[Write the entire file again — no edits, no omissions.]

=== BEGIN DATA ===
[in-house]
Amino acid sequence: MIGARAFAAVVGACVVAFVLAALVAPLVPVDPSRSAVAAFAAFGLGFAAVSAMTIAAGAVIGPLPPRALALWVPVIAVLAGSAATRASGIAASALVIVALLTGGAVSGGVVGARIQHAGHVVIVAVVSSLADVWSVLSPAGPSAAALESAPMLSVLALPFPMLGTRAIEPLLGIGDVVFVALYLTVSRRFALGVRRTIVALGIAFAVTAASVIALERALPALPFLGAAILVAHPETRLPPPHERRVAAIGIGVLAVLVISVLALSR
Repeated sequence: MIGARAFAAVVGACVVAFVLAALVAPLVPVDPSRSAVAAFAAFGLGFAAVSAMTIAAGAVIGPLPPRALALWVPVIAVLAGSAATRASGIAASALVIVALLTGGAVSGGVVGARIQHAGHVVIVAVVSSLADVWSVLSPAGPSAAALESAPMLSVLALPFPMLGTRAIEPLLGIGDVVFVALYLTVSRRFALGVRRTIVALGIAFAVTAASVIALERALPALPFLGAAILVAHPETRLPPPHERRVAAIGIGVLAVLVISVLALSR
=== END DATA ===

[in-house]
Amino acid sequence: MIGARAFAAVVGACVVAFVLAALVAPLVPVDPSRSAVAAFAAFGLGFAAVSAMTIAAGAVIGPLPPRALALWVPVIAVLAGSAATRASGIAASALVIVALLTGGAVSGGVVGARIQHAGHVVIVAVVSSLADVWSVLSPAGPSAAALESAPMLSVLALPFPMLGTRAIEPLLGIGDVVFVALYLTVSRRFALGVRRTIVALGIAFAVTAASVIALERALPALPFLGAAILVAHPETRLPPPHERRVAAIGIGVLAVLVISVLALSR
Repeated sequence: MIGARAFAAVVGACVVAFVLAALVAPLVPVDPSRSAVAAFAAFGLGFAAVSAMTIAAGAVIGPLPPRALALWVPVIAVLAGSAATRASGIAASALVIVALLTGGAVSGGVVGARIQHAGHVVIVAVVSSLADVWSVLSPAGPSAAALESAPMLSVLALPFPMLGTRAIEPLLGIGDVVFVALYLTVSRRFALGVRRTIVALGIAFAVTAASVIALERALPALPFLGAAILVAHPETRLPPPHERRVAAIGIGVLAVLVISVLALSR